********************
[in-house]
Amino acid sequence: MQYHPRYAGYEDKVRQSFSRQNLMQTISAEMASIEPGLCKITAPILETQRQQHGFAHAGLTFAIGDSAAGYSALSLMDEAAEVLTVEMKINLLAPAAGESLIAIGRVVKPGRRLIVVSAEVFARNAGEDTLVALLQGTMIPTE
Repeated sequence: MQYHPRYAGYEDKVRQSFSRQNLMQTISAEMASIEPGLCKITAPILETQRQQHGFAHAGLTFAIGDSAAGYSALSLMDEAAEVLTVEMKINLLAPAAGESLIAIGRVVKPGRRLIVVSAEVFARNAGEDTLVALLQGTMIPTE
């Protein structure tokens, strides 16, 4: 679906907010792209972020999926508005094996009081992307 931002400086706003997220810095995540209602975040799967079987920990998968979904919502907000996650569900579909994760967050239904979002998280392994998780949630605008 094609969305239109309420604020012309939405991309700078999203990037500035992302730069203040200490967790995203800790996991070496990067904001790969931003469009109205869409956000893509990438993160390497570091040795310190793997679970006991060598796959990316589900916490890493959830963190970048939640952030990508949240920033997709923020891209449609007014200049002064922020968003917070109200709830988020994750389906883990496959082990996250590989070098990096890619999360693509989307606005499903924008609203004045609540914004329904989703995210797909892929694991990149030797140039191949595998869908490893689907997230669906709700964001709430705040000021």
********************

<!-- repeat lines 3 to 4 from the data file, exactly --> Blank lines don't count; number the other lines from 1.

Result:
Repeated sequence: MQYHPRYAGYEDKVRQSFSRQNLMQTISAEMASIEPGLCKITAPILETQRQQHGFAHAGLTFAIGDSAAGYSALSLMDEAAEVLTVEMKINLLAPAAGESLIAIGRVVKPGRRLIVVSAEVFARNAGEDTLVALLQGTMIPTE
């Protein structure tokens, strides 16, 4: 679906907010792209972020999926508005094996009081992307 931002400086706003997220810095995540209602975040799967079987920990998968979904919502907000996650569900579909994760967050239904979002998280392994998780949630605008 094609969305239109309420604020012309939405991309700078999203990037500035992302730069203040200490967790995203800790996991070496990067904001790969931003469009109205869409956000893509990438993160390497570091040795310190793997679970006991060598796959990316589900916490890493959830963190970048939640952030990508949240920033997709923020891209449609007014200049002064922020968003917070109200709830988020994750389906883990496959082990996250590989070098990096890619999360693509989307606005499903924008609203004045609540914004329904989703995210797909892929694991990149030797140039191949595998869908490893689907997230669906709700964001709430705040000021």